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A long-awaited Supreme Court decision dealing with the politically thorny issue of affirmative action could encourage more state university systems to adopt policies that guarantee admission to the top graduates of local high schools.
The 4-3 decision handed down Thursday ruled in favor of the University of Texas-Austin and against the claims by Abigail Fisher that she was rejected because she is white. The court ruled that the university had used factors in addition to race in its effort to achieve diversity, and therefore could continue to use race as one element in admissions decisions.
Texas’s so-called Top 10 Percent policy was a major piece of that diversity effort, and evidence that the university had tried to use factors other than race to achieve a “critical mass” of diversity. The policy guarantees admission to students in roughly the 10 percent of any Texas high school graduating class; because high schools tend to be segregated, it means more racial minorities get admitted to the university system.
Writing for the majority, Justice Anthony M. Kennedy noted that the university had “tried, and failed, to increase diversity through enhanced consideration of socioeconomic and other factors.” These factors were used in admissions decisions for students who didn’t qualify under the Top 10 Percent rule, or students from out of state.
By holding that many other factors besides race must be considered in admissions decisions, the Supreme Court may have given impetus to the idea of plans similar to Texas’s Top 10 Percent rule, said Anthony Carnevale, director of the Georgetown University Center on Education and the Workforce.
“Last time, the court said, ‘race matters but you can’t use race to get race,’ ” Carnevale said, referencing the 2013 decision. “This time they said, ‘race matters, but you can use race to get race, you just have to use class, too.’ The Court moved.”
The decision surprised many – Justice Kennedy had never sided in favor of an affirmative action case during his 28 years on the bench. Legal and policy experts saw a significant shift since the 2013 decision the first time the court heard Fisher v. University of Texas, when the court sent the case back to the U.S. Appeals Court for reexamination. In that 7-1 decision, Justice Kennedy wrote that universities bear “the ultimate burden of demonstrating, before turning to racial classifications, that available workable race-neutral alternatives do not suffice.”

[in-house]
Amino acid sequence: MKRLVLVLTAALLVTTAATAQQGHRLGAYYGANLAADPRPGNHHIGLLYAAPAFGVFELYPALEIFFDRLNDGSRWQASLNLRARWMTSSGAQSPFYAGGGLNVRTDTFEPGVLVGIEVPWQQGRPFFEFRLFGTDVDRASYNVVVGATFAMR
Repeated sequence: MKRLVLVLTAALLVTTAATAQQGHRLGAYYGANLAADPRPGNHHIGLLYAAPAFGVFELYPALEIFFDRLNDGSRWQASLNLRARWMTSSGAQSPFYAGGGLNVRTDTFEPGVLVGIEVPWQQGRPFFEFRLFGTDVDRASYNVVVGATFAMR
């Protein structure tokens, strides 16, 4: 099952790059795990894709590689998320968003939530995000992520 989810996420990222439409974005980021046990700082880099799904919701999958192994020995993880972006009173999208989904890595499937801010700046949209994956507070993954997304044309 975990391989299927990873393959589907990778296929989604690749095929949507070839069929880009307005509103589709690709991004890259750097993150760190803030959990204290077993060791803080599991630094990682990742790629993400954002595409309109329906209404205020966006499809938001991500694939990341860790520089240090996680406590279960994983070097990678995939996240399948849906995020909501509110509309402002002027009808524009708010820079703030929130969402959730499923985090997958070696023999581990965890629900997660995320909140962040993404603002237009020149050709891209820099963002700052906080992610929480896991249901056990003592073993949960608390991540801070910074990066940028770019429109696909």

This time, Justice Kennedy wrote that a university ought to be able to decide what “intangible qualities” it needs, adding, “Considerable deference is owed to a university in defining those intangible characteristics, like student body diversity, that are central to its identity and educational mission.”
“Something strange has happened since our prior decision in this case,” Justice Samuel A. Alito Jr. wrote in his dissent.
The Top 10 Percent rule was not challenged by Abigail Fisher, the plaintiff in Fisher v. University of Texas, a white Texan who argued that UT-Austin had denied her admission in 2008 on the basis of her race. She objected to race being used as one of the admissions criteria for remaining students.
But something like the Top 10 Percent rule could be used to demonstrate that a university is striving to use a variety of methods to increase diversity.
There are about 20 states where racial diversity in the overall population is widespread enough that a top 10 percent-style plan could help increase diversity in state universities, said Carvenale.
Thursday’s ruling could also lead to more lawsuits. It does not give free rein to affirmative action polices, as it notes that the decision “does not necessarily mean the University may rely on that same policy without refinement. It is the University’s ongoing obligation to engage in constant deliberation and continued reflection regarding its admission policies.”
In this way, the precedent set by the decision may not automatically carry over to other colleges – each institution’s policy would have to be examined individually, to ensure that officials had done everything in their power to create diversity without using race as a consideration.